How Do I Choose the Best Antibacterial Ointment?

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  • Written By: A.E. Freeman
  • Edited By: Melissa Wiley
  • Last Modified Date: 22 February 2020
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The best antibacterial ointment will speed the healing time of cuts and wounds and reduce the presence of scars. When choosing an over-the-counter antibacterial ointment, look for one that is labeled as a broad-spectrum or triple ointment. Some ointments contain an ingredient that can cause allergic reactions, so you need to aware of any allergies you have before choosing an ointment. Additionally, some antibiotic skin creams are not recommended for use by pregnant women. Name-brand products do not necessarily work better than generic or store brands.

An antibacterial ointment that contains polymyxin B and bacitracin has been shown to shorten the duration of a wound or cut by several days. Allergic reactions to the ingredients in this type of ointment are possible, though, so it may not be the best option for you if you have had an allergic reaction to any of those ingredients. Signs of an allergic reaction include burning and redness at the site as well as trouble breathing. You may notice that the wound becomes worse instead of healing if you are allergic to the ointment.


Other antibacterial ointments contain a third ingredient, neomycin, which further protects against bacterial infection. In some cases, choosing a triple antibacterial ointment means that your cut or wound will leave less of a scar in addition to healing faster. Neomycin may cause allergic reactions more than other ingredients, though. A serious side effect of ointments with neomycin is hearing loss. Hearing loss is rare when the medicine is applied to small areas of the skin.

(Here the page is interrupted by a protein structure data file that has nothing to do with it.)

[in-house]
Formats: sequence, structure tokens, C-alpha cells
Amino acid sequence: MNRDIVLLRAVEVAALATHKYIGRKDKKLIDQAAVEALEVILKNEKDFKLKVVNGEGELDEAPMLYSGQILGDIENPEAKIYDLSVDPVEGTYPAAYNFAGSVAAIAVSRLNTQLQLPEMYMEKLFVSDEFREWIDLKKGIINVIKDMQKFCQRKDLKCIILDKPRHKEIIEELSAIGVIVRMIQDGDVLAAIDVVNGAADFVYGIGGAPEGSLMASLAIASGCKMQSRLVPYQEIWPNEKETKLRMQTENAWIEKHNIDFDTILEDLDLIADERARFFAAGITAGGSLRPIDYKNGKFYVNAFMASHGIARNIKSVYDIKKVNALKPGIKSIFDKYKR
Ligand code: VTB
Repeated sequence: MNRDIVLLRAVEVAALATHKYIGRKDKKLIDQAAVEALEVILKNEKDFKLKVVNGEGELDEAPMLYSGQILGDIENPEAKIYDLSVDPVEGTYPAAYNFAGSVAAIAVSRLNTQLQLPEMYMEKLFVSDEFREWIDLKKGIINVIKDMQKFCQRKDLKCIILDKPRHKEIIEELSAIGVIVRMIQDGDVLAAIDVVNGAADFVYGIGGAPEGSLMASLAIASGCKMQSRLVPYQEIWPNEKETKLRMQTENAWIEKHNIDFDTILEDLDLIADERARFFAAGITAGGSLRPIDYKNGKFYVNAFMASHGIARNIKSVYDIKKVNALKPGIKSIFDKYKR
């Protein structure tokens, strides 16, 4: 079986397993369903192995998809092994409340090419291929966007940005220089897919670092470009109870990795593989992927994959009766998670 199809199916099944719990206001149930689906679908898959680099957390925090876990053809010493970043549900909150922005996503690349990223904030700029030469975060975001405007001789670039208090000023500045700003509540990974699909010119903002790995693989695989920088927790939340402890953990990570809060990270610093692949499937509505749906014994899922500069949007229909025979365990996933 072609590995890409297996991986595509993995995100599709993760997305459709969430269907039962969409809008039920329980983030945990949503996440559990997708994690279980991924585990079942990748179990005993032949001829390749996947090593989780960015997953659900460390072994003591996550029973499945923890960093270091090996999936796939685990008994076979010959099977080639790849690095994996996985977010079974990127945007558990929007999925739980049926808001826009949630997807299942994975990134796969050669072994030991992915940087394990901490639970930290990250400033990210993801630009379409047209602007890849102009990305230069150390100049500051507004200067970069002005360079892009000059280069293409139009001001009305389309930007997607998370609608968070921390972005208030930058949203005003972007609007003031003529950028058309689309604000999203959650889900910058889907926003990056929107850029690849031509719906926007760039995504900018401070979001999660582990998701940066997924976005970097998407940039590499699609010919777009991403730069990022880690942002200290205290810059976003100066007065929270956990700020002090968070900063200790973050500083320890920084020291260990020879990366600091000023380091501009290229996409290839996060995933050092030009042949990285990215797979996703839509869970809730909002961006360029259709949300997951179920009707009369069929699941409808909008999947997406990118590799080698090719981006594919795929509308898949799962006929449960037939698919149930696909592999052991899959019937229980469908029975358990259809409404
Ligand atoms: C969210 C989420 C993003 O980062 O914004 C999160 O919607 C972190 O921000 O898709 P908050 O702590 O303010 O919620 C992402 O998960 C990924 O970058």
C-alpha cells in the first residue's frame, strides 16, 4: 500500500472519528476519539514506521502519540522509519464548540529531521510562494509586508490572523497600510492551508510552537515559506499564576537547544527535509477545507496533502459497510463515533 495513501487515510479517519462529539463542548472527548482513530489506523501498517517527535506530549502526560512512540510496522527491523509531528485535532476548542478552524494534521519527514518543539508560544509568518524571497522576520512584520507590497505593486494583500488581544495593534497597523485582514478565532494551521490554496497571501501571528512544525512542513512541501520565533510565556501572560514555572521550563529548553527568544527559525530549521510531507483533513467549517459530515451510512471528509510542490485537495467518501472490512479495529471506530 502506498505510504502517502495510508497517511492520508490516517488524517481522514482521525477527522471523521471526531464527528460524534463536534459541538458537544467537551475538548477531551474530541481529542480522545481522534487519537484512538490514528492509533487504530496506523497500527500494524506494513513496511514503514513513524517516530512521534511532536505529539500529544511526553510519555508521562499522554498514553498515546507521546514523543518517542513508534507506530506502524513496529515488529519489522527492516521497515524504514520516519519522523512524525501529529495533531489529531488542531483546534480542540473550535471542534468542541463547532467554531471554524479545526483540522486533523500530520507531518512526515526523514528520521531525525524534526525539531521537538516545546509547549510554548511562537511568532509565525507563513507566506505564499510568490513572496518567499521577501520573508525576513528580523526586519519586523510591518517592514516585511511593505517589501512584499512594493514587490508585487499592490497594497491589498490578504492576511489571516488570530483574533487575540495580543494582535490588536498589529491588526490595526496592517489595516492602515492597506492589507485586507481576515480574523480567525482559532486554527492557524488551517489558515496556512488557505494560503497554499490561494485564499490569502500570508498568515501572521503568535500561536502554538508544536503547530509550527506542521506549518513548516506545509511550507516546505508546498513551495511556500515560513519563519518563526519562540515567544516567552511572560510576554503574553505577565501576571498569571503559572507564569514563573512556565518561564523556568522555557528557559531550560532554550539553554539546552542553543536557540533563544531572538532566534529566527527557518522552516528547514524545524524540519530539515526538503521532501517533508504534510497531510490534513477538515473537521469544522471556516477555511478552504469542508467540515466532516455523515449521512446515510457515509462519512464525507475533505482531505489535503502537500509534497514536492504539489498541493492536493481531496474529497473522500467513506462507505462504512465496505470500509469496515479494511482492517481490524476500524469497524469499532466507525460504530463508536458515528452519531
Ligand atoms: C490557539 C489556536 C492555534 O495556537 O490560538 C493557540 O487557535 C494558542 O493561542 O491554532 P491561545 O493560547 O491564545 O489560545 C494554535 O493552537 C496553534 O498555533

Usually, creams and ointments that contain neomycin are not recommended for pregnant women or women who are breastfeeding. Some studies have shown that certain antibiotics present a risk to the fetus. If you are breastfeeding, the medication may pass to your baby through the milk. It is up to you to discuss the risks with your doctor if you are pregnant and trying to choose an antibacterial ointment.

As long as the cream contains the three active antibiotic ingredients, it will be as effective in terms of healing time and scar formation whether you choose a name brand cream or a store brand. More severe bacterial infections on the skin, such as those caused by impetigo, may require a prescription ointment. If an over-the-counter cream or ointment does not prove to be effective after a few days, talk to your doctor about a prescription-strength ointment.


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Post 3

I use an ointment with polymyxin B and neomycin all the time. I have cat who loves to scratch. Whenever I get a scratch, I wash it with soap and water and apply antibacterial ointment on it. None of my scratches have gotten infected and they heal fast. Antibacterial ointment is a life saver.

Post 2
@alisha-- Of course, the antibacterial ointments we get from the store aren't effective against every type of bacteria, but it's not supposed to be.

A broad-spectrum antibiotic ointment however is effective against the common bacteria that we come across from day to day. So it's still enough to protect us from most bacterial skin infections.

An ointment that kills all bacteria wouldn't be desirable anyway. It would also kill good bacteria and the bacteria would soon develop resistance to it. This is why the antibacterial ointments that we can buy over-the-counter are never as strong as prescription antibacterial ointments. It's all for a good reason.

Post 1

As far as I know, there are millions of different strains of bacteria. How can the antibacterial ointment sold at the pharmacy be effective against all of them? I mean, who knows what type of bacteria exists on our skin?

Sometimes I feel like antibacterial ointments are a scam.

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